- 6 June 2018 at 3:30 pm #548394harry wheelerParticipant
The project is complete and I thought I would spend a couple of minutes talking about some of the things I learned as I went through it. Most important to note is that the chest goes together exactly as Paul described. Most of the issues I had were self-inflected, starting with the grooves in the legs. My plow plane is a Stanley 45 and I have used it often, but in this particular case, I decided to utilize the “fine adjuster” on the fence and that turned out to be a mistake. A couple of grooves into the mission, it moved slightly and one of the leg grooves ended up inset about 1/16” too much. That just won’t work if you want to end up square. The outside surface of the rail has to intersect the corner of the leg exactly or it will show as a lip. If the difference had been slight I could have simply taken a few swipes with the plane to correct it but I ended up remaking that leg so be careful with your plow plane and make sure it hasn’t readjusted itself.
The balance of the carcass went together perfectly but when it came time to do a full test assembly, I realized that my shop ceiling height might become an issue. My garage has an 8’-0” ceiling and if I had tried to do the second half of the glue-up on my 38” bench (which has a florescent light fixture above it), I was going to run out of room to insert the panel. I have a folding table that I pull out for painting/finishing and such and I positioned that so there were no light fixtures above it and that worked fine. Just keep that in mind if you’re in a restricted space. I seriously considered gluing up the front and back of the carcass first instead of the ends like Paul did which would also have solved the problem and if I make another one, I think I’ll do that.
When it came time to hinge the lid, I tried something different. Since the lid overhangs the rear of the carcass, you can position the carcass on it’s back surface and lay it on top of the lid. That won’t work if the lid is flush with the back of the carcass unless you elevate the carcass, but in this case, it works great. I simply marked the position of the carcass on the under side of the lid, then mortised the hinges into the carcass and laid it down in position on the lid and marked the hinge locations. That avoided the need to hold the lid in position so if you’re working alone, you might want to try that approach. Also be very careful after you mount the lid. Until the lid stay is attached, it would be very easy to damage the lid or the carcass (or both) if the lid is opened too far.
I made very few changes to Paul’s design and what I did change was basically cosmetic. Technique wise, when I started on the lid, I fully intended to use Paul’s method for the tenons, but I have a single router plane and the method Paul used needs two routers. I thought about the poor-man’s router to get close to depth and even tried that on the first tenon but it was just too much fiddle for me so I reverted to the single router method and accepted the fact that the surfaces of the rails and stiles might not be perfectly aligned. The #4 smoother fixed that in no time.
So that’s it. I really enjoyed the project – thanks Paul!
You must be logged in to access attached files.6 June 2018 at 7:34 pm #548399David BParticipant
It looks great, Harry! What did you finish with? This is a project I’d love to tackle but I’m not quite there yet…my wife wants me to make one for each of our children so it’s a lot to think about!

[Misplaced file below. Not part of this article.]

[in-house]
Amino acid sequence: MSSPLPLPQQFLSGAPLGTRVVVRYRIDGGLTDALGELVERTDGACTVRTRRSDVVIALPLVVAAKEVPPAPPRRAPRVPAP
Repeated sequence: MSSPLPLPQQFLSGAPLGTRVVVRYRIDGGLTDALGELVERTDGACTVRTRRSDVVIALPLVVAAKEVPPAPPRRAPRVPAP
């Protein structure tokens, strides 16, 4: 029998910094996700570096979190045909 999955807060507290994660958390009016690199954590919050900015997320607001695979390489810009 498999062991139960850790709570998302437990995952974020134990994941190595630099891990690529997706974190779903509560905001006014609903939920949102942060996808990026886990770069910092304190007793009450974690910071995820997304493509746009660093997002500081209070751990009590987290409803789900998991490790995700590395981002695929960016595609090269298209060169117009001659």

Out of curiosity, what kind of wood did you use and what would you estimate the total cost of materials was (including hardware)?
Nice work.6 June 2018 at 8:37 pm #548400harry wheelerParticipant
Thanks David! It looks a little intimidating at first but it’s a great design and pretty easy to build. I used hard maple for the carcass and for the lid frame and I used birdseye maple for the lid panel. I had a little hard maple left and I went ahead and made a solid bottom panel out of that. Paul used a hardwood plywood on his which I would have done too, but I already had the maple, so why not. I used an oil based gel stain by General Finishes called brown mahogany and put a few coats of GF oil based poly on for the final coats. I’ve never had much luck with maple and penetrating stain – it always ends up too blotchy but the gel works pretty well and if you mess around with it you can get sort of an antique effect.
I think altogether I have about $175 in the wood and another $65 in the hinges and lid stay, but that’s mainly because I bought $50 Brusso hinges. You can easily get good solid brass ones for half that at Woodcraft and elsewhere. I already had the finish materials. I’ll add that if I ever do another one, I think I might look for some figured wood like quilted or curly maple or maybe just do it out of a darker wood like mahogany or walnut and avoid the stain altogether. I think one done in aromatic cedar would be super. So thanks again for the kind words!
Harry6 June 2018 at 9:15 pm #548401Mic van ReijenParticipant
Well done, looks awesome. Also well done on not trying to get the botched leg to fit but scrap it and start again. I’m in that situation where i should redo a leg of a bench because the mortise is on the wrong side of a little off. Might improvise my way out of it as I’m out of 3 by 3.
Also I see you have a nice workshop there. The space issue you mention in hight I have in all directions. Working in a small cellar where I can stand between the beams only (so yes, I bump my head at least once every time I’m there) and the other dimensions aren’t a whole lot better. So improvising is what I do best 🙂
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